Wednesday, May 27, 2009

Prom Queens of the Stone Age

With prom season once again mercilessly upon us, it's time for the usual outcry of surprise and indignation over the fact that there are schools in this country which even to this day stage segregated proms.

At face value, it's admittedly shocking that this kind of thing continues to go on -- but for some reason this year's outrage from everyone not still living in the 1950s seems especially pointed. Maybe it's the knowledge that there's a black man in the White House. Maybe it's that the arm of the Republican party which gleefully pandered to the most ignorant among us has been driven from power and utterly put asunder as a cultural force. Maybe it's just that smart people have finally wised up, had enough, and are now willing to drag the lowest common denominator, kicking and screaming if necessary, into the new millennium. Whatever the reason, there's been a hell of a lot of press over the past couple of weeks aimed at those few Southern high schools that still willfully practice Jim Crow-era racism when it comes time to celebrate that most sacred of high school traditions.

A couple of years ago, I wrote an extended column about a high school in Georgia that was, for the very first time in its existence, holding an integrated prom. This morning, I'm resurrecting that piece.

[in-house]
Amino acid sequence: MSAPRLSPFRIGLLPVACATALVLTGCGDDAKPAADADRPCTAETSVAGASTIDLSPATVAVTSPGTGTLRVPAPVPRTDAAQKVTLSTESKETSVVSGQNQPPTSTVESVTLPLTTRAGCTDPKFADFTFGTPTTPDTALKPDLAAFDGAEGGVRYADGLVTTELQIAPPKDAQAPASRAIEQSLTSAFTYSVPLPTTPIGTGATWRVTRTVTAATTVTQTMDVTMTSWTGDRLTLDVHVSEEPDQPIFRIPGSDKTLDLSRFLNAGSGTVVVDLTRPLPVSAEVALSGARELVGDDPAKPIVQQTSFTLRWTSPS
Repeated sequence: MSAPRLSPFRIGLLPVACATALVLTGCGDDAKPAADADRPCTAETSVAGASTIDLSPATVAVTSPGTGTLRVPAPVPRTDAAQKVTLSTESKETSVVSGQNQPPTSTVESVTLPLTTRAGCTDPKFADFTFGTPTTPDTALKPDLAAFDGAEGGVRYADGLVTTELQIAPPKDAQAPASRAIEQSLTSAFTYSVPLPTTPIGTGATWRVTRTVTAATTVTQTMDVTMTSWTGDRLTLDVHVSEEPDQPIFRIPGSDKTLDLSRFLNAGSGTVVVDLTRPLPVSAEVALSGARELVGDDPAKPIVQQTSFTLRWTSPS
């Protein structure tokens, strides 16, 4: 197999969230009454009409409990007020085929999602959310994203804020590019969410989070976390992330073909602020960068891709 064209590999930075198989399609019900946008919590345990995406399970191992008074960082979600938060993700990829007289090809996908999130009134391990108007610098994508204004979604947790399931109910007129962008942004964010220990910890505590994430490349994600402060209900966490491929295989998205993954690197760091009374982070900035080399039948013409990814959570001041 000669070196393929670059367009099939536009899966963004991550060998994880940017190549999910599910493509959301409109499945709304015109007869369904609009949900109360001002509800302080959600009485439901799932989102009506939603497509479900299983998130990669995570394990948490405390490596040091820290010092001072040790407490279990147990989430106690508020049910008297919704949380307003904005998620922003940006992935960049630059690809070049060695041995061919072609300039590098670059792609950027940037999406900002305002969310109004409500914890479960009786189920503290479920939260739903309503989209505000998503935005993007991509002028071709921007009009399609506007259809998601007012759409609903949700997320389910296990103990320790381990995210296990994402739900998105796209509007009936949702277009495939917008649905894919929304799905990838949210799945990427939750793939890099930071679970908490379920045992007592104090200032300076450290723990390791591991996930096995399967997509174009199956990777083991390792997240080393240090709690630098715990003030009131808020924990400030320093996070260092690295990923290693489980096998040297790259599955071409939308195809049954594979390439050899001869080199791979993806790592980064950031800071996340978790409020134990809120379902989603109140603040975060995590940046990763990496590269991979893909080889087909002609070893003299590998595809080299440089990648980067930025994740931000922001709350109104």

"The Dance That Time Forgot" (Originally Published, 4.26.07)

For a short time, a few years back, my wife and I lived in "The South." It's important to clarify right off the bat that the area of which I'm speaking, despite seeming to owe its designation solely to where it happens to sit on the map, is in fact not so much a location as it is a declaration. The southern portion of the United States as a whole bears little resemblance to "The South." I grew up in Miami, which is about as far south as you can go without leaving the country (although I'd argue that once you cross the border into Miami-Dade county, for all intents and purposes, you have left the country). Still, Miami in particular and a good portion of Florida in general only serve to prove my point; neither represents The South as a corporeal entity -- a way of life, as it were. Instead, Florida seems more like The South's basement, which would explain why The South apparently keeps so many of its deranged and retarded cousins stuffed down there; it's as if the bottom dropped out and all of the truly worthless adherents to the Southern modus vivendi just tumbled down into that elongated, penis-shaped pit, to be heard from only when the crew from Cops shows up.